Ten of Michigan’s 15 universities suffer decreasing enrollment, causing some education analysts to question the viability of some of them surviving.
The main culprit has been identified by most analysts as fixed realities such as shifting demographics and the high costs of higher education.
“The full-year equivalent enrollment of resident students peaked in the 2010-11 school year and the schools have lost one out of 13 full-year equivalent students since then,” James Hohman, director of fiscal policy at the Mackinac Center for Public Policy, told The Center Square. “Over the same time, total spending for colleges increased 14 percent over inflation.”
Hohman said Michigan distributed $1.5 billion to the state’s colleges in 2019. The approved 2020 budget increases that amount by less than 1 percent.
Veteran journalist Chad Selweski has labeled the trend a “crisis” in an interview with The Center Square.
“The emphasis has always been for students to do well in high school so they can go to university,” Selweski said. “Otherwise, they were told they weren’t going anywhere.”
Selweski noted another prevalent trend in higher education is the high degree of attrition among university students.
“In some instances,” he said, “nearly 50 percent of students drop out before graduation.”
For example, as the Lansing State Journal reported last February, enrollment at Eastern Michigan University has fallen by 20 percent since 2013, forcing the school to drop four sports programs and 100 employees since 2016. Central Michigan University also witnessed a 20 percent decline in student enrollment over the past 10 years. It eradicated 50 staff positions in order to compensate.
Northern Michigan University, Saginaw Valley State University, Wayne State University and Lake Superior State University (LSSU) all lost 10 percent of the schools’ respective enrollments.
“Lake Superior dropped many of its programs,” Selweski said. “At this rate, the school’s not going to survive in the long run because the curriculum is shrinking and state funding is shrinking at the same time.”
Selweski cited a Bridge Magazine article that claimed LSSU jettisoned 27 percent of its bachelor degree programs between 2016 and 2017.
Selweski noted one problem with the state’s universities was they operate independently from each other, a point with which Eric W. Lupher, president of the Citizens Research Council, concurs.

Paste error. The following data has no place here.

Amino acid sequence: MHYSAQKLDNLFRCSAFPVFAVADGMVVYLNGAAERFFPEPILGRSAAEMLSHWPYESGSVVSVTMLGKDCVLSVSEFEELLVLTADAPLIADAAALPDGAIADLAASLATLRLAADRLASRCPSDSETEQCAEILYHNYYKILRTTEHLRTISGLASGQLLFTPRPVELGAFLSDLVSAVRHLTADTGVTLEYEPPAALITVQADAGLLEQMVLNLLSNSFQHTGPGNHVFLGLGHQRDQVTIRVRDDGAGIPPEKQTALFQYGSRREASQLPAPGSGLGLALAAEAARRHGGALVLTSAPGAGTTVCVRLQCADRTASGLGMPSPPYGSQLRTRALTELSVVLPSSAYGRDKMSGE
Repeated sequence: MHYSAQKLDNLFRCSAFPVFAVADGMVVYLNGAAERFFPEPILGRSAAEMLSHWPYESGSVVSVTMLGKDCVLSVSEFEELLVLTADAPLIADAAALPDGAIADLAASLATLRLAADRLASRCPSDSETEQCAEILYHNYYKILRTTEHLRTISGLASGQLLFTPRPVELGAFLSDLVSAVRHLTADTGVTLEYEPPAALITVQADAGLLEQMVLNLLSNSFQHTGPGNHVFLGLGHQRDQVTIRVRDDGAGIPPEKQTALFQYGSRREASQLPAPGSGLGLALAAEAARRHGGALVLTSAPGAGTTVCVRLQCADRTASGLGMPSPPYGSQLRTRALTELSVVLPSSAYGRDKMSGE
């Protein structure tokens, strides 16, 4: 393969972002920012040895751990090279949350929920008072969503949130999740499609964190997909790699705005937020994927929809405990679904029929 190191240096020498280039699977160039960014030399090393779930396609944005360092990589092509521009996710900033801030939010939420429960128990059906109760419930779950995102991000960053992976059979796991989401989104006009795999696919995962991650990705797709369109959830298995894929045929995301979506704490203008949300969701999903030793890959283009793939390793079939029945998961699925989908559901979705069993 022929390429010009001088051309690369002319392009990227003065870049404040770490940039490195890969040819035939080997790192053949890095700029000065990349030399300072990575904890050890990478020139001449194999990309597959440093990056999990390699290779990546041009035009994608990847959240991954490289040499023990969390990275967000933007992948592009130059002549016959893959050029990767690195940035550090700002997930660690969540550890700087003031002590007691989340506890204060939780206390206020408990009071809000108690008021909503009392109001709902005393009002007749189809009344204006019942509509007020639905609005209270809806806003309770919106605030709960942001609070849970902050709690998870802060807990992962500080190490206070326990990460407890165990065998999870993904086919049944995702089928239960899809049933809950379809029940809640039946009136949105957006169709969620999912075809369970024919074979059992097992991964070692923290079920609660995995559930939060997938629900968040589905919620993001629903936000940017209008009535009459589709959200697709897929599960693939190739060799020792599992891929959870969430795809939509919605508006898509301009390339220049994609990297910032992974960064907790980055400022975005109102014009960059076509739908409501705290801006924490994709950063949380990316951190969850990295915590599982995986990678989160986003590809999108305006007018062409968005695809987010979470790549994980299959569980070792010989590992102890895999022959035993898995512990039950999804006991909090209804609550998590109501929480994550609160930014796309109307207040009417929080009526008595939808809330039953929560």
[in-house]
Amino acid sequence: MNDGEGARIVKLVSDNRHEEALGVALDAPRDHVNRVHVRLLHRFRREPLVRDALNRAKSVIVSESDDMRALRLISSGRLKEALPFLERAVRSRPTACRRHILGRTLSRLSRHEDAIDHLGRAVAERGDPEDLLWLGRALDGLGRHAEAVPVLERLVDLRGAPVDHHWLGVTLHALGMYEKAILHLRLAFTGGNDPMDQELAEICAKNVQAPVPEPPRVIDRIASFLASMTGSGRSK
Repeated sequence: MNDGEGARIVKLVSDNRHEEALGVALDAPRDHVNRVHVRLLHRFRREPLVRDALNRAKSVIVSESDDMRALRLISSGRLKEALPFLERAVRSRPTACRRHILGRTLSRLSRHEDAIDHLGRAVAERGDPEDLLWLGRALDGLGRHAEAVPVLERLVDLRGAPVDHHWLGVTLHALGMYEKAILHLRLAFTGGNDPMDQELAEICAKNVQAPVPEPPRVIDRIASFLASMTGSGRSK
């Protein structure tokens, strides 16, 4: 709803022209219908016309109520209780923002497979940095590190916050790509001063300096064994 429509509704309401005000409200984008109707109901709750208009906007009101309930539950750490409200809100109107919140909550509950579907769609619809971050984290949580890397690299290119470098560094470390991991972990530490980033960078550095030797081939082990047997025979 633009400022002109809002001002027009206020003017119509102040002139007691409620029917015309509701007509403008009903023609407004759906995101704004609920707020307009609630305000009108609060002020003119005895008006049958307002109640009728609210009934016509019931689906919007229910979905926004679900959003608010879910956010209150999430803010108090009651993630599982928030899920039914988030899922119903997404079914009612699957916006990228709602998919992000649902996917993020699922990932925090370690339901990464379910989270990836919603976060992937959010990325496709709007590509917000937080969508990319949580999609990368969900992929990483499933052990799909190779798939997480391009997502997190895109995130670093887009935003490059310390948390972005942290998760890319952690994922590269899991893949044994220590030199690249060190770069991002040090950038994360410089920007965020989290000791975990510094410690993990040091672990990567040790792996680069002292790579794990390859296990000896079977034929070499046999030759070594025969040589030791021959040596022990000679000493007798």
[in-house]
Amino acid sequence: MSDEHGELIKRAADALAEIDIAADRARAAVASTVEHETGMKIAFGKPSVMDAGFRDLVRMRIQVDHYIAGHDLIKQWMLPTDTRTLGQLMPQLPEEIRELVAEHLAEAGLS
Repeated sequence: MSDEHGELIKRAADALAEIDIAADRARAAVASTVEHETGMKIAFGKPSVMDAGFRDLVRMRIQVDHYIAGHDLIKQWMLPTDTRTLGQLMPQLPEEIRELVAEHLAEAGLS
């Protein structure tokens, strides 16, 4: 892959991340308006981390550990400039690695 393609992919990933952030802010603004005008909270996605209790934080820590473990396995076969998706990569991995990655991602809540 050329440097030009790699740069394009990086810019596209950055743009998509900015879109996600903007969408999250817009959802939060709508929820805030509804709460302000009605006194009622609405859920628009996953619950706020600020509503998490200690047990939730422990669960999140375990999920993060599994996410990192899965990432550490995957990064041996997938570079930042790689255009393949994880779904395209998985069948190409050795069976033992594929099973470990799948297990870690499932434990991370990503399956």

Lupher told The Center Square that Michigan is one of only two states without a coordinated university system, which he and Selweski agree results in many costly redundancies of curriculum and duplication of services.
“Every school offers the same core classes,” he said.
Eliminating these redundancies and thereby increasing individual schools’ specialized curriculum might be one way schools facing enrollment shortages can survive in the future, Lupher said.
According to Lupher, the demographic change in Michigan is responsible for the majority of the decline in university enrollment.
“There are fewer students going through the K-12 system so fewer students are going on to higher education,” he said.
Students who might’ve matriculated at the state’s universities in the falls of 2018 and 2019 would’ve been born in 2000, but Michigan’s birthrate has fallen 18 percent since that year.
Lupher also noted that the state’s job market is attracting college-age adults to forego higher education completely in order to land a steady income. Others either attend trade schools or vocational education programs that promise more immediate financial awards than a four-year degree that might put them in long-term debt.
Lupher also suspects many young people are opting to attend community colleges in order to receive a break from paying higher university tuitions.
“There used to be a stigma against attending a community college first before transferring to a university,” he said. “That’s not the case any longer. Students and their parents see it as a more affordable means of attaining an education.”